Prince Jackson, Paris Jackson, Tattoos


As they enter adulthood, Paris and Prince Jackson have made sure that their father's spirit is with them wherever they go.

Michael Jackson's eldest children are now 18 and 19—if you find out where the time went, pass along the message that we're looking for it—and both recently took the plunge and had permanent tributes to their larger-than-life dad inked on their bodies.

Only 11 when her father died, Paris added a poignant moment of all too real grief during the massive, star-studded memorial for Michael in July 2009 when, her voice quavering, she informed the world, "Ever since I was born, Daddy has been the best father you could ever imagine.

"And I just want to say that I love him so much." And those feelings haven't dissipated as the years have gone by.

Paris, who celebrated her big 1-8 on Sunday, had vowed several years ago to get a tattoo with words that her father once wrote to her on her wrist when she was old enough—and sure enough, that's exactly what the tenacious teen did.

She had the words "Queen of My Heart"—drawn in a replica of Michael's script—tattooed on her lower left forearm, followed by a blue lotus on her inner wrist in honor of grandma Katherine Jackson, who primarily raised Paris, Prince and their brother Prince Michael II (aka Blanket) after Michael died.

"K?isèlín" for Grandma Katherine, done by the ink goddess herself @thetattooprincess. Love you, G-Ma.

A photo posted by Paris-Michael K. Jackson (@parisjackson) on

While her choice of ink was a more easily identifiable tribute to the King of Pop and her famous lineage, Prince Jackson's more dramatic ink—which he showed off yesterday on Instagram—also has a less-obvious but still direct connection to Michael Jackson.

Prince Jackson, Paris Jackson, Tattoos


Prince had an image of the ancient Egyptian deity Anubis—traditionally depicted as a man with a canine head—wielding a blood-drenched scythe tattooed on his upper right shoulder. While the connotation could instantly be interpreted as morbid, Anubis' roles in different variations of mythology actually included a protector of graves and a god who ushered souls into the afterlife—a heroic figure who helped ease the transition between this life and the next.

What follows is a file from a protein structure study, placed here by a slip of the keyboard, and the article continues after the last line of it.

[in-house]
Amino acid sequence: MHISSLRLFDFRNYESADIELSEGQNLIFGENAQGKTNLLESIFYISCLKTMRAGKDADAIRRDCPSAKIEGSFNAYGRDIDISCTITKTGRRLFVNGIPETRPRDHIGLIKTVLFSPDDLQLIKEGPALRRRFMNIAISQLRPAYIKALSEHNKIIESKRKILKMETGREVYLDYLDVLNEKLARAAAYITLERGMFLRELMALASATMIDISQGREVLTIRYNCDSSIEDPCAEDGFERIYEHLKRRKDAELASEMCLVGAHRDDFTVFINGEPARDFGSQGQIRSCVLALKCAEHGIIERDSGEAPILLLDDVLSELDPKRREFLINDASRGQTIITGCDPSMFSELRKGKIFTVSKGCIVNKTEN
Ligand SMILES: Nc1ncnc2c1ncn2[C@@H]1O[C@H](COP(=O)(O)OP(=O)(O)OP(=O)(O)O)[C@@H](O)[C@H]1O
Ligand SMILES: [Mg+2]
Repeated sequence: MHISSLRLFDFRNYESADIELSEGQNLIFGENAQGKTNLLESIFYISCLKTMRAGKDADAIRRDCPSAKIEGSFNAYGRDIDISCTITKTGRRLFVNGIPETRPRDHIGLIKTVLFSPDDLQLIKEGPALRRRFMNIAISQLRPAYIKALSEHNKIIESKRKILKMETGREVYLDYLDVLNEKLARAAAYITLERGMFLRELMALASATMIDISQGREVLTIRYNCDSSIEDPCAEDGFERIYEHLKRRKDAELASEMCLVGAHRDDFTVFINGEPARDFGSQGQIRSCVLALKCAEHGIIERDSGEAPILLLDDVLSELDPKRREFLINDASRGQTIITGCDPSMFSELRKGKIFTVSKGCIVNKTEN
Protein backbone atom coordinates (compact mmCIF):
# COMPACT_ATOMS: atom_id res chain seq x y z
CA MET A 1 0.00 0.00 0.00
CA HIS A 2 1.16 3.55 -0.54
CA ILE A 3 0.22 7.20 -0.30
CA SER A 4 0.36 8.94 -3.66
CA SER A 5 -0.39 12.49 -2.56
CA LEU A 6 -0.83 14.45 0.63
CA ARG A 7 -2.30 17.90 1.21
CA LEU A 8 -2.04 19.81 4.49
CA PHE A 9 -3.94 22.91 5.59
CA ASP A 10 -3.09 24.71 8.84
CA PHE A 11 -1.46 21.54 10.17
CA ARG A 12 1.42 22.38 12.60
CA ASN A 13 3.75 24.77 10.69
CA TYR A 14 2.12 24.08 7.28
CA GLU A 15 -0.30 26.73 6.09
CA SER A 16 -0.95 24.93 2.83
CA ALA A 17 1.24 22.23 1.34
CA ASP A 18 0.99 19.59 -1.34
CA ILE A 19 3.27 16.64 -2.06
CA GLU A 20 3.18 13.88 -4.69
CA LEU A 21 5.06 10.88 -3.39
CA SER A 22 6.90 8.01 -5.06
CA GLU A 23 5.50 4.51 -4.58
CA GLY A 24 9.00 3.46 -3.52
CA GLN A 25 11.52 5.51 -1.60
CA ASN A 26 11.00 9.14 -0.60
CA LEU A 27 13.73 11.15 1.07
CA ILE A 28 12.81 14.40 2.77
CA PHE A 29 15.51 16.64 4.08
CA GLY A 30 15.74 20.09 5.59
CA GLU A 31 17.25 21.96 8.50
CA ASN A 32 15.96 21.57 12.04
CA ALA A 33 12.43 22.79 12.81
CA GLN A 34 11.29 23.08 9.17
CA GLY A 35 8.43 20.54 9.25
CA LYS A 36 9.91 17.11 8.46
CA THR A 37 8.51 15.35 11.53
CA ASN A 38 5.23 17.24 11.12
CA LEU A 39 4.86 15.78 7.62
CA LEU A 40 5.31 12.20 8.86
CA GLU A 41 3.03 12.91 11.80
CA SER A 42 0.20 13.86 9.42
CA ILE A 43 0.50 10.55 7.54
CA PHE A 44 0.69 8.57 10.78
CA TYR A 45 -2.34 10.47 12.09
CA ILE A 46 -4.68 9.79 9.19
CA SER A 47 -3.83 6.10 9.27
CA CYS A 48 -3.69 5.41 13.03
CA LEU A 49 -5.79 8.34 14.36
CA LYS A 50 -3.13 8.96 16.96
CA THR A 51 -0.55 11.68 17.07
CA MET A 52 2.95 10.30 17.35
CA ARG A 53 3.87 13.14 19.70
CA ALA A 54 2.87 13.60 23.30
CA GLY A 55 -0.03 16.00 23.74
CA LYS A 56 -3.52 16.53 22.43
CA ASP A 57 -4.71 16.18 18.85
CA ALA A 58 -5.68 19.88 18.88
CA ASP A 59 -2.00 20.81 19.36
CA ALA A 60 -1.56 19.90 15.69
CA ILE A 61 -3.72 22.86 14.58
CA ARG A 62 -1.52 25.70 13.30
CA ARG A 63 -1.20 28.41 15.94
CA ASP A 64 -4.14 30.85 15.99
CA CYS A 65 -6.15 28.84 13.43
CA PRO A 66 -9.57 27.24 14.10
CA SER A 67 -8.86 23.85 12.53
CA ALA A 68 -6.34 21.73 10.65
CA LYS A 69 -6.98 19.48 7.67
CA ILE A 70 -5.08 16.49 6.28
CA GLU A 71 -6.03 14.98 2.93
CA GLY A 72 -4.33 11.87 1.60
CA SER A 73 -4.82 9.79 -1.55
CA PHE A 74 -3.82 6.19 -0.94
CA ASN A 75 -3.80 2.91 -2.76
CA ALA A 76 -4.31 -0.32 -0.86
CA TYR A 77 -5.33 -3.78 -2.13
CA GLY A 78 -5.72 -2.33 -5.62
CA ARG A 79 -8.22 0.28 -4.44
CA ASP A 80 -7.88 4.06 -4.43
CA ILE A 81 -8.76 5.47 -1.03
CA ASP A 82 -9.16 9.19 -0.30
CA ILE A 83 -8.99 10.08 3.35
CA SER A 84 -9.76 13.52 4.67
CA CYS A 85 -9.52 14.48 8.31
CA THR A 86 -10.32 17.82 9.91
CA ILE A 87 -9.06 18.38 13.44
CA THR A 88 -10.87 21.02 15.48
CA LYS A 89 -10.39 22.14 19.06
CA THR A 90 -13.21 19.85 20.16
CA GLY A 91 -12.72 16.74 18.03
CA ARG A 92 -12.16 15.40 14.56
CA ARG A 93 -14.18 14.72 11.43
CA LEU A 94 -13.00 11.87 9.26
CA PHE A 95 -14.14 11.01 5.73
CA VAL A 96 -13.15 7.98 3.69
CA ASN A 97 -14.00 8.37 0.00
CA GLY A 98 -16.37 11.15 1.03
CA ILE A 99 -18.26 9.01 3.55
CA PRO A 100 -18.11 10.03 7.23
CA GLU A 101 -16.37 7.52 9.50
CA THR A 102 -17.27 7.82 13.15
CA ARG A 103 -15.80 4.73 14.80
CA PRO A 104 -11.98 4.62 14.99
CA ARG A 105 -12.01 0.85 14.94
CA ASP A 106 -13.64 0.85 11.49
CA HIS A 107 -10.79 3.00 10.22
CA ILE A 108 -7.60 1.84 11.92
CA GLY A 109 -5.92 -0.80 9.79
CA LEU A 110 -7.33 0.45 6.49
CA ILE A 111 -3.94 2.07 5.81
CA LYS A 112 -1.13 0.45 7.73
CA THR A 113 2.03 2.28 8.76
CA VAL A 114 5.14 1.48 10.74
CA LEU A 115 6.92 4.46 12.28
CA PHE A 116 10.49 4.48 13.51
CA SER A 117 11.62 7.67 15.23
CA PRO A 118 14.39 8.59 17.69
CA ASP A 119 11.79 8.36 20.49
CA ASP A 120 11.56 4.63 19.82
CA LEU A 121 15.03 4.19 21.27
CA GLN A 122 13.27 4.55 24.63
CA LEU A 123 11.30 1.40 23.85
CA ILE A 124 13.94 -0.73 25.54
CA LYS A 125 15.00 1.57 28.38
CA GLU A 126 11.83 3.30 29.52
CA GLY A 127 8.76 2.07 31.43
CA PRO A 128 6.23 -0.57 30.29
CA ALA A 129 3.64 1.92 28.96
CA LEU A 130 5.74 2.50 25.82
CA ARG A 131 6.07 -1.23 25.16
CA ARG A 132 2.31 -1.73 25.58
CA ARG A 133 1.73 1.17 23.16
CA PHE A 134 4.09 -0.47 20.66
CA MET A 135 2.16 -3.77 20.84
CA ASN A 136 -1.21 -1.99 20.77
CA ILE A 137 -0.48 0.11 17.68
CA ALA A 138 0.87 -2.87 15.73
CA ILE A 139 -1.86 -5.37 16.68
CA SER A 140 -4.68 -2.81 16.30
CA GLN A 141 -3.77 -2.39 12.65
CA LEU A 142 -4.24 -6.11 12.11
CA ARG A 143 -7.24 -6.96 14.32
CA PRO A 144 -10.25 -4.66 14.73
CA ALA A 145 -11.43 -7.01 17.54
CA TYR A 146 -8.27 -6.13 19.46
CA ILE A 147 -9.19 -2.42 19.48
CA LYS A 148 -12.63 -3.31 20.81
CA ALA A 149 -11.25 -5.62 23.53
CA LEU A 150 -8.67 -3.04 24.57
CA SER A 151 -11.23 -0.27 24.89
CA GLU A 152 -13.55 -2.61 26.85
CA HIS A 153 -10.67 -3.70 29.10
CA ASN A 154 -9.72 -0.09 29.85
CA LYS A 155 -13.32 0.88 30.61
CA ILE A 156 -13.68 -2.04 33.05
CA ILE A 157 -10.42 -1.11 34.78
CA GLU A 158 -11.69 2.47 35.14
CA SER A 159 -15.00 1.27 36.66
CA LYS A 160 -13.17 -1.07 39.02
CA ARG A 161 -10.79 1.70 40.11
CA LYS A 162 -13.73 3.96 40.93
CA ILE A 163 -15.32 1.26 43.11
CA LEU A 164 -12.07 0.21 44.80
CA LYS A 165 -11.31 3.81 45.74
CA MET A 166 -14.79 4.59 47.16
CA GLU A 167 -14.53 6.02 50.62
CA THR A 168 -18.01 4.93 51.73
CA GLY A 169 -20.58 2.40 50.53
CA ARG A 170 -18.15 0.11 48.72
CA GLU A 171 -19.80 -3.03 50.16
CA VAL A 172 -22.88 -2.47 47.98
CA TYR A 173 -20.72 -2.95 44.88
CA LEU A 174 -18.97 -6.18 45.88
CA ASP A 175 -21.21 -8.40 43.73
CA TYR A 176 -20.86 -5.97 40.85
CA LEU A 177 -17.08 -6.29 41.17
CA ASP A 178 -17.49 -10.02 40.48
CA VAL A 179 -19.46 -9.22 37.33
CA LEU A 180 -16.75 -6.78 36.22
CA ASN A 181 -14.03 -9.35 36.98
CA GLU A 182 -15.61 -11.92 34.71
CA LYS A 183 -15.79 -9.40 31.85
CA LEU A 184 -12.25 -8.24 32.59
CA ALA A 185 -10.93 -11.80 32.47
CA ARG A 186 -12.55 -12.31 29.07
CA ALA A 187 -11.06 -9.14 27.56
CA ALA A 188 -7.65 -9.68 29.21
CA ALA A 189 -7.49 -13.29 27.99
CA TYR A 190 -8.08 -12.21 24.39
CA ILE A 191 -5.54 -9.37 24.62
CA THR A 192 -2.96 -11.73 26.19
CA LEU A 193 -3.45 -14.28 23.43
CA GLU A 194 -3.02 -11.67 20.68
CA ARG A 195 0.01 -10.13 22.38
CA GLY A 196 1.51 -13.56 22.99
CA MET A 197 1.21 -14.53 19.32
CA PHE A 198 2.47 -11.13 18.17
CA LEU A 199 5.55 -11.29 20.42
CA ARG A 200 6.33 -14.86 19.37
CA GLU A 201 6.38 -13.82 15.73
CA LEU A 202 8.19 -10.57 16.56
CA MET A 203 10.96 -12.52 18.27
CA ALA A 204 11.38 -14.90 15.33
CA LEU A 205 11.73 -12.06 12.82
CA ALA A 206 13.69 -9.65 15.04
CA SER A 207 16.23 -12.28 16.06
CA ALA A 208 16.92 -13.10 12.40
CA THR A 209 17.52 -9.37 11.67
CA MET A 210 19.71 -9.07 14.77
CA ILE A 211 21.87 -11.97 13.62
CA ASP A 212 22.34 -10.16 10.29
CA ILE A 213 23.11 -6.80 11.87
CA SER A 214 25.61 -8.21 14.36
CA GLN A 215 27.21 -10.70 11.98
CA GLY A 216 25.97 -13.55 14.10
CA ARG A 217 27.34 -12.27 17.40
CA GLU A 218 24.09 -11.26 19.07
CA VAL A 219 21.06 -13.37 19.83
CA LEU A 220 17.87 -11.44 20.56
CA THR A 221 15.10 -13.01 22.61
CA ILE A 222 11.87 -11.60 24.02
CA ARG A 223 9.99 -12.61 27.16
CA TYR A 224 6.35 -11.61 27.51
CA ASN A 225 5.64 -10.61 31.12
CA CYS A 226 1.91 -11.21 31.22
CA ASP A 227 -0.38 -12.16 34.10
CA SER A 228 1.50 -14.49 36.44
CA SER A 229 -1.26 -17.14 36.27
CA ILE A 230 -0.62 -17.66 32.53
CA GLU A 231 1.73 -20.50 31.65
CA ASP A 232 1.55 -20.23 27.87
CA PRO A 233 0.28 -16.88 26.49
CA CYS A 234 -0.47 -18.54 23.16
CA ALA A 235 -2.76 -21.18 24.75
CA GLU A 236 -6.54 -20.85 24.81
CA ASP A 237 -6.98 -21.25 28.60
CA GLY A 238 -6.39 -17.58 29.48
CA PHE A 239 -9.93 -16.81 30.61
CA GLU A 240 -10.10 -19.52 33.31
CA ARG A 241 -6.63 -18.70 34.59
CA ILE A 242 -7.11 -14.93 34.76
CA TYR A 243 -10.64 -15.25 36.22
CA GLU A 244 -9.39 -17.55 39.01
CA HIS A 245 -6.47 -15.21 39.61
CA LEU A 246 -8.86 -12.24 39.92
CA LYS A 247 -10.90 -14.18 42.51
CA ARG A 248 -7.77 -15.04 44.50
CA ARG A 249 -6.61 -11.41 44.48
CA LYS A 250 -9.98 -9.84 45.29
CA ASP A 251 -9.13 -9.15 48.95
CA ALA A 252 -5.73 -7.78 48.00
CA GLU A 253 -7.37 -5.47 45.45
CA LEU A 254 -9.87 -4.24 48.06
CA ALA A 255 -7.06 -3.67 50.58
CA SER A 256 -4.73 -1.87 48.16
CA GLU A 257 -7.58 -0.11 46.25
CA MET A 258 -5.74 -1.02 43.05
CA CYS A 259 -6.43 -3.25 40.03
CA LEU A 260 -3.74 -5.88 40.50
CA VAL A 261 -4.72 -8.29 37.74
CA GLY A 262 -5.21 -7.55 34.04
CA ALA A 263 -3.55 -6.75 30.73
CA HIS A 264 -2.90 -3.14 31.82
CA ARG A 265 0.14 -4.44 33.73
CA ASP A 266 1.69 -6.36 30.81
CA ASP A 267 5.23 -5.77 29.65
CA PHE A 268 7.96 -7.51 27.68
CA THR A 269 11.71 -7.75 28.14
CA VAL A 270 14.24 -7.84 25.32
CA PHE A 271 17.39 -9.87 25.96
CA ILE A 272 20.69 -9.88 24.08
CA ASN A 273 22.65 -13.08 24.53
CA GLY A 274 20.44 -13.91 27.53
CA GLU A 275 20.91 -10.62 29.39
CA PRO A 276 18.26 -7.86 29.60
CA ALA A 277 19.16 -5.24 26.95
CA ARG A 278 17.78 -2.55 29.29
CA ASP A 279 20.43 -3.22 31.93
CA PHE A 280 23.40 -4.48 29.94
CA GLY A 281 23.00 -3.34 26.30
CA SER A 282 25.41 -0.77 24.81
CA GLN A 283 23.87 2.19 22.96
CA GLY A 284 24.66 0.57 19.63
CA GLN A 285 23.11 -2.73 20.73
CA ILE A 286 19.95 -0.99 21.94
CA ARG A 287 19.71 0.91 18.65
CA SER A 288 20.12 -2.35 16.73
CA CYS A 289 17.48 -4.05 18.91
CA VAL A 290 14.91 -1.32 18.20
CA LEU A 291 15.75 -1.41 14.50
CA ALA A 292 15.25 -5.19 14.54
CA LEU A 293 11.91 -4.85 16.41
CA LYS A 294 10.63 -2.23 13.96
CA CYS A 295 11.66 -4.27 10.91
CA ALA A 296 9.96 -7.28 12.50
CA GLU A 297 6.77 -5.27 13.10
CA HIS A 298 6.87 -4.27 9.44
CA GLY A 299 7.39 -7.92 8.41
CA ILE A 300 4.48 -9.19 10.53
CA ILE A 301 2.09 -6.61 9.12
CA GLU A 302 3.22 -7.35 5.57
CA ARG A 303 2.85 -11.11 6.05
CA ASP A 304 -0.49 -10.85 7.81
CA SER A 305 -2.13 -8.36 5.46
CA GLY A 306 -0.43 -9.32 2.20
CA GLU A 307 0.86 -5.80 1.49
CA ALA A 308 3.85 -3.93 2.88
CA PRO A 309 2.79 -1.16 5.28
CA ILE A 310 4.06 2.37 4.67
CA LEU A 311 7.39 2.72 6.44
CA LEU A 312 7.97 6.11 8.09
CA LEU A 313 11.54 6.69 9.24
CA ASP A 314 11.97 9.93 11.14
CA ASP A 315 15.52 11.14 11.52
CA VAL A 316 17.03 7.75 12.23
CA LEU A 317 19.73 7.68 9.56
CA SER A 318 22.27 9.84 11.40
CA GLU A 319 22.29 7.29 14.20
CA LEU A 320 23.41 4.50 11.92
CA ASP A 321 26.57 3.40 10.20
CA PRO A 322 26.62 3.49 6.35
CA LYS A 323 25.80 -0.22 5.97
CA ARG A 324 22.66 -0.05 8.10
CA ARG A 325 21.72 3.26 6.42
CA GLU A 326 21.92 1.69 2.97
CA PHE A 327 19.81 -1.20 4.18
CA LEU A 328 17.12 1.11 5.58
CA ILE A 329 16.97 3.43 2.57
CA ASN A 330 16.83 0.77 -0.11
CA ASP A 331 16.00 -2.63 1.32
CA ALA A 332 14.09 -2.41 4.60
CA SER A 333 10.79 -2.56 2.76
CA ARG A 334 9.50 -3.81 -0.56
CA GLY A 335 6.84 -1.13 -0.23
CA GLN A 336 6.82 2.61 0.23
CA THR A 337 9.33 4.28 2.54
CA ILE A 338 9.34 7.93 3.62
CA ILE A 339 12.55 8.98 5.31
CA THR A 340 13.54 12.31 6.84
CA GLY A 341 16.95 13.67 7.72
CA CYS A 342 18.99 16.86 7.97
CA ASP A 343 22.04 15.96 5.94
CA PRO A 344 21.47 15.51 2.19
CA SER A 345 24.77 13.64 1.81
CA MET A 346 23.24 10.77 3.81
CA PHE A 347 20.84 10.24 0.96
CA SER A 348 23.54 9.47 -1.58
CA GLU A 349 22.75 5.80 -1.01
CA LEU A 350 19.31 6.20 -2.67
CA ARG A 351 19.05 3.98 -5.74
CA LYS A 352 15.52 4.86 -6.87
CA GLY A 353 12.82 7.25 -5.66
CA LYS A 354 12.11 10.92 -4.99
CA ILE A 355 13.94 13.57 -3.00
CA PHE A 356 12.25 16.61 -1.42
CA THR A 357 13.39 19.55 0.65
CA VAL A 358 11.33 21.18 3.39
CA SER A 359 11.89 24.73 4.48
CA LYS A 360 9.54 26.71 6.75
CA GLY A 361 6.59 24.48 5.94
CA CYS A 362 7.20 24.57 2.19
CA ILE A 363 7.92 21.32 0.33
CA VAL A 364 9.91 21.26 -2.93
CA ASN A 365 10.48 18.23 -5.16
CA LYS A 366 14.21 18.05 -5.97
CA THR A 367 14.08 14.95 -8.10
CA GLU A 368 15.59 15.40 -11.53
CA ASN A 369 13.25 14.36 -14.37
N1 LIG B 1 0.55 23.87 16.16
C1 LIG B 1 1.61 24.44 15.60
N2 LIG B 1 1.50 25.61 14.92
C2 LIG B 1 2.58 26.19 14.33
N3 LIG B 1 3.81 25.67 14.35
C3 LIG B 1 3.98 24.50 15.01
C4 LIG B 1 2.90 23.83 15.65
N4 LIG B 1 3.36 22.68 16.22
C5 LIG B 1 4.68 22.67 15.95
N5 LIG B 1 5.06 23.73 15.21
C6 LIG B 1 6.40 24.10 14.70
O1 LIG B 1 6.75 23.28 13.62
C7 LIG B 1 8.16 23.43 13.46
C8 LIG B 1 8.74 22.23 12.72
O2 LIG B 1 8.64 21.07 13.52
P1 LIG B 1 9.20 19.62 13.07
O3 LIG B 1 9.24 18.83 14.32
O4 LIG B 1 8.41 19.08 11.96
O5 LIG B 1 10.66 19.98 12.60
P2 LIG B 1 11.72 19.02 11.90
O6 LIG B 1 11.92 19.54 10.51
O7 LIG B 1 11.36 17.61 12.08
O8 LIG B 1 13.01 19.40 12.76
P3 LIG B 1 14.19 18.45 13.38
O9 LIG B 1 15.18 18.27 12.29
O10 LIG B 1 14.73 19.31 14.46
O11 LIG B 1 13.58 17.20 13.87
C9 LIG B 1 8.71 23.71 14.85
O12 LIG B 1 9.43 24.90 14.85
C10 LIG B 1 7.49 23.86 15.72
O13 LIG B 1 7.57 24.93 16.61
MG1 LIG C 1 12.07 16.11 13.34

So actually a powerful, hopeful image if you consider it in that context.

Prince didn't directly say, as Paris did, that his new tat was inspired by his father, but Michael Jackson was of course a very spiritual man—and he too was fascinated by Egyptian imagery, going full-fledged pharaoh chic in the video for his 1992 hit "Remember the Time."

Also, when he shocked the world by marrying Lisa Marie Presley in 1994, he commissioned David Nordahl to paint "Camelot," featuring himself on horseback and Elvis Presley's only daughter in the Guinevere role. In the background—a statue of the Egyptian goddess Isis, the patroness of nature and magic (back when that word was uncontroversial).

So ultimately Prince Jackson is carrying on in his father's footsteps when it comes to invoking mythological images that represent higher powers and otherworldly forces of strength in the universe.

Jackson, who was raised a Jehovah's Witness along with his famous siblings, but he struck out on his own search for answers in the 1980s after the church criticized him for becoming too worldly.

Jackson often talked about a "oneness" he felt with the universe, and he recounted to Ebony/JET in 1992, quoting his song "Planet Earth": "'Life songs of ages, throbbing in my blood, have danced the rhythm of the tide and flood.' This is a very literal statement, because the same new miracle intervals and biological rhythms that sound out the architecture of my DNA also governs the movement of the stars. The same music governs the rhythm of the seasons, the pulse of our heartbeats, the migration of birds, the ebb and flow of ocean tides, the cycles of growth, evolution and dissolution. It's music, it's rhythm. And my goal in life is to give to the world what I was lucky to receive: the ecstasy of divine union through my music and my dance. It's like, my purpose, it's what I'm here for."

Michael Jackson, Dangerous, Album Cover


The cover of Dangerous also features a kingly figure with a dog's head, reputedly inspired by the 1806 painting "Napoleon I on His Imperial Throne," one of many examples of Jackson's ongoing fascination with symbology, royalty and the supernatural. (There was also a two-legged dog on the 3-D deluxe cover version of the album.)

"I believe in spirituality and I believe in a higher source, such as God," he told Diane Sawyer in 1994 (when she asked if he was interested in becoming a Scientologist like Lisa Marie. His answer was no). "I read everything. I love to study."

And his children continue to find new ways to keep their connection to their dad very much alive.

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